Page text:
Buried Oil Tanks

Oil tanks were commonly used in the past to provide fuel for oil furnaces, heating houses. They are sometimes still used, particularly in rural areas where natural gas is not readily available. In the 70s and earlier, it was a common practice to bury oil tanks in yards to save space. These tanks were often abandoned when upgrading to modern heating systems. Below, I will discuss how big of a problem buried oil tanks can be, possible signs of an oil tank on a property, and what to do if you have one.


The primary issue with abandoned oil tanks is the oil that may be left inside. Removing a tank can be quite costly, often in the thousands of dollars. If left unremoved, the tank can rust and create holes in your yard or hidden areas that could collapse. Worse than that is if the tank is deserted with oil still inside. The tanks can hold anywhere from 300 gallons of oil to over 1000, posing an environmental and legal disaster. New homeowners or previous owners can be held accountable for bad oil leakages, which have been known to result in costs reaching tens to hundreds of thousands of dollars. In extreme cases, oil leakages have affected waterways, resulting in costs exceeding a million dollars.

As a home inspector, unless the house is newer than the 70s (in the Okanagan area) and clearly would not have supported an oil tank (for example, if it uses baseboards and has no heating vents), I will recommend confirming that there is no hidden oil tank on the property. Additionally, I will look for signs that suggest the possibility of a buried oil tank. Signs may include:


  • An above-ground oil tank or remnants of one, as an above-ground oil tank could have replaced a previously buried one.
  • Deserted copper lines coming out of the slab, which were used to pump oil to the furnace.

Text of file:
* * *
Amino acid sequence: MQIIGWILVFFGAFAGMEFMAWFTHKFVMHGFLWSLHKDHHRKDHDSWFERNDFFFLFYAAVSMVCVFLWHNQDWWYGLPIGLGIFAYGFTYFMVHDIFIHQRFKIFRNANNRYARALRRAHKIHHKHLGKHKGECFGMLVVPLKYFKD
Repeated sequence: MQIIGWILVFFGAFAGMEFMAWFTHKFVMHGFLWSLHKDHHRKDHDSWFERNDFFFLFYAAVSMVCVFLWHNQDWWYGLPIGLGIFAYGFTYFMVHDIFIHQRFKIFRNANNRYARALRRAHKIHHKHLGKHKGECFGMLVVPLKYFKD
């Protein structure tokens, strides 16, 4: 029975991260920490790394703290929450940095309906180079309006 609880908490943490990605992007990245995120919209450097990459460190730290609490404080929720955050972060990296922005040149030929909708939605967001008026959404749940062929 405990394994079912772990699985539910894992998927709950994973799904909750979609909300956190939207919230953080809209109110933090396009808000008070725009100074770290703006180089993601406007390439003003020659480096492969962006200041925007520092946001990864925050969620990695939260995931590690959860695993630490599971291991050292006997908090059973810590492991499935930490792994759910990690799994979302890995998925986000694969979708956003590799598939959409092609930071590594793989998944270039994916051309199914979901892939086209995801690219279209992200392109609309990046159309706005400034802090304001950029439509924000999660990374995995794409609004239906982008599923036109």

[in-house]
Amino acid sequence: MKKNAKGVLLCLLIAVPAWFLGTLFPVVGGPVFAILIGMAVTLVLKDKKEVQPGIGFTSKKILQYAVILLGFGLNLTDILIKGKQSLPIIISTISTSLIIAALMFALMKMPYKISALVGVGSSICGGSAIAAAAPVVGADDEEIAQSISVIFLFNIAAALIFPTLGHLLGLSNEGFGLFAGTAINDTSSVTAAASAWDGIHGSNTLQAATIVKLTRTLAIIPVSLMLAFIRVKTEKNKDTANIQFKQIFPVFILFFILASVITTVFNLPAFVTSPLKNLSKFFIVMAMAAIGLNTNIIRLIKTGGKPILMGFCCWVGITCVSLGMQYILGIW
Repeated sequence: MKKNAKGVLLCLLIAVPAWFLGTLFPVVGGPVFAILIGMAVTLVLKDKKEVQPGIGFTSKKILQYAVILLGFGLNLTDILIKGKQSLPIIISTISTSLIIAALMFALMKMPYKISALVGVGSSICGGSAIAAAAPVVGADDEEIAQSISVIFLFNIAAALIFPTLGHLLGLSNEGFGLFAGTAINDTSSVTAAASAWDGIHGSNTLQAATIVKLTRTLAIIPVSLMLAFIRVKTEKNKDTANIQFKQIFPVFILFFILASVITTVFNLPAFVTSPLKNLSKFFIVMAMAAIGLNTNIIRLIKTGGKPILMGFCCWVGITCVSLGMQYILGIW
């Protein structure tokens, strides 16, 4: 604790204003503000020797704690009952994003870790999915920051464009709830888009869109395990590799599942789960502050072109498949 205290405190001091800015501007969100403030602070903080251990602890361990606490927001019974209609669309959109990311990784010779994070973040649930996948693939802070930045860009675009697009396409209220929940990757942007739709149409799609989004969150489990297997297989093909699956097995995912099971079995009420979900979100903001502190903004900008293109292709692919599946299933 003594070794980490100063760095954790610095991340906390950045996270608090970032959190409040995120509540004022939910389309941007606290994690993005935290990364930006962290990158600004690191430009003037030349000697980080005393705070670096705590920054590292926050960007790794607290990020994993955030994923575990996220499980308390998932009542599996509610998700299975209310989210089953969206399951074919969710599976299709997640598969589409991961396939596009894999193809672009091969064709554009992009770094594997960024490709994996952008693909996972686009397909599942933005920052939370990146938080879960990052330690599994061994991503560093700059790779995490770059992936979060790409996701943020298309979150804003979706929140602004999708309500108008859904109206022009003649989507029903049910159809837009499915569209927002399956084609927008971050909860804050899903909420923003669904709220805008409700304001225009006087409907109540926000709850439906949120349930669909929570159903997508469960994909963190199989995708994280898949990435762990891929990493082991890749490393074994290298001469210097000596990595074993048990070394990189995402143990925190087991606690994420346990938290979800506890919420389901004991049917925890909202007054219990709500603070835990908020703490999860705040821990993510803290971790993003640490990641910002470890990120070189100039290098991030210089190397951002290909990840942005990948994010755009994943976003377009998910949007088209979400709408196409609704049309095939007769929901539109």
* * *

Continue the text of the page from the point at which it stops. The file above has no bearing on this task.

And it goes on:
• Oil warranties or service logs sometimes left on mechanical room walls.
  • Pipes/vents coming out of the ground around the exterior of the house, as oil tanks typically have a curved pipe for venting and a straight one for filling.

So, what do you do if you have an oil tank, and better yet, how do you confirm if you have one? First, if you are recommended to find out if there is one, you should start by checking with the seller if they have any documentation proving that there is no buried tank on the property. If they are unable to confirm this, then an oil tank scanning service should be contacted to confirm its absence. The service is not exceptionally expensive, as they make most of their profits on removal, and they use devices that can be used above ground. If found, the sooner it is dealt with, the better, and it will benefit both buyers and sellers to have it removed as soon as possible. It is advisable for the buyer to ensure removal before completing the transaction of the home.

2 thoughts on “Buried Oil Tanks”

  1. We switched to natural gas from oil here in Port Hope Ontario around 2010.
    The people who installed the new furnace were able to remove what remained of the oil which was a free perk. Removing the tank from inside the house was a nominal fee which gave them a return for the scrap metal. A lucrative sideline business I’d say.

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